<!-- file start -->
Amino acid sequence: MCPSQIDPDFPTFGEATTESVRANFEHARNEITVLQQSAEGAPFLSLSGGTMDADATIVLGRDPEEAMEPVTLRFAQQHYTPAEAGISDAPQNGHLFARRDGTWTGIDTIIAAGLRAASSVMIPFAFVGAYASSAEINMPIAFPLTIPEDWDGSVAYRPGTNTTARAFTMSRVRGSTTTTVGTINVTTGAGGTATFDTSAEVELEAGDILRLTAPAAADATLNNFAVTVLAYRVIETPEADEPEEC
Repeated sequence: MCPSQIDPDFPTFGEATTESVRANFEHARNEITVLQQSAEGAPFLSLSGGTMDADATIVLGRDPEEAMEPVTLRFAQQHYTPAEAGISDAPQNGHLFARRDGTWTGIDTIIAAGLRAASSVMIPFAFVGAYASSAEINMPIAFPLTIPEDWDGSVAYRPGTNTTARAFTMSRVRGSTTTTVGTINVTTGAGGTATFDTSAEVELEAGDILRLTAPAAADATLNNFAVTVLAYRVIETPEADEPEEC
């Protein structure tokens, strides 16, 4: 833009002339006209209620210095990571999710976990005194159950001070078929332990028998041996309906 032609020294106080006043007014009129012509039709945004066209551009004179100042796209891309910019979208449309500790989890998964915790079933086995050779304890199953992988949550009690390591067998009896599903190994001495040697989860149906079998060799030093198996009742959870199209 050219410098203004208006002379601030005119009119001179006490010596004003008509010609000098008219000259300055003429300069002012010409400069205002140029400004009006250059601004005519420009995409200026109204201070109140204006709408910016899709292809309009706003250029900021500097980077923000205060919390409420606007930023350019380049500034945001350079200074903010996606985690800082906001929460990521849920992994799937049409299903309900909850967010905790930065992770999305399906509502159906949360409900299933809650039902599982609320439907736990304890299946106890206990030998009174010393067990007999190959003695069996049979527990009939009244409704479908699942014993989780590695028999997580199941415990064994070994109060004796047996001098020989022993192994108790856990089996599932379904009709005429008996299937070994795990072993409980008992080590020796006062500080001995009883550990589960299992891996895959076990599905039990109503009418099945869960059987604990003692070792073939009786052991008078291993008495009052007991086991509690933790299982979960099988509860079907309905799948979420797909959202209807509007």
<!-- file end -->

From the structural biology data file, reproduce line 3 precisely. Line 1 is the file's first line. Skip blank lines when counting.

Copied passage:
């Protein structure tokens, strides 16, 4: 833009002339006209209620210095990571999710976990005194159950001070078929332990028998041996309906 032609020294106080006043007014009129012509039709945004066209551009004179100042796209891309910019979208449309500790989890998964915790079933086995050779304890199953992988949550009690390591067998009896599903190994001495040697989860149906079998060799030093198996009742959870199209 050219410098203004208006002379601030005119009119001179006490010596004003008509010609000098008219000259300055003429300069002012010409400069205002140029400004009006250059601004005519420009995409200026109204201070109140204006709408910016899709292809309009706003250029900021500097980077923000205060919390409420606007930023350019380049500034945001350079200074903010996606985690800082906001929460990521849920992994799937049409299903309900909850967010905790930065992770999305399906509502159906949360409900299933809650039902599982609320439907736990304890299946106890206990030998009174010393067990007999190959003695069996049979527990009939009244409704479908699942014993989780590695028999997580199941415990064994070994109060004796047996001098020989022993192994108790856990089996599932379904009709005429008996299937070994795990072993409980008992080590020796006062500080001995009883550990589960299992891996895959076990599905039990109503009418099945869960059987604990003692070792073939009786052991008078291993008495009052007991086991509690933790299982979960099988509860079907309905799948979420797909959202209807509007």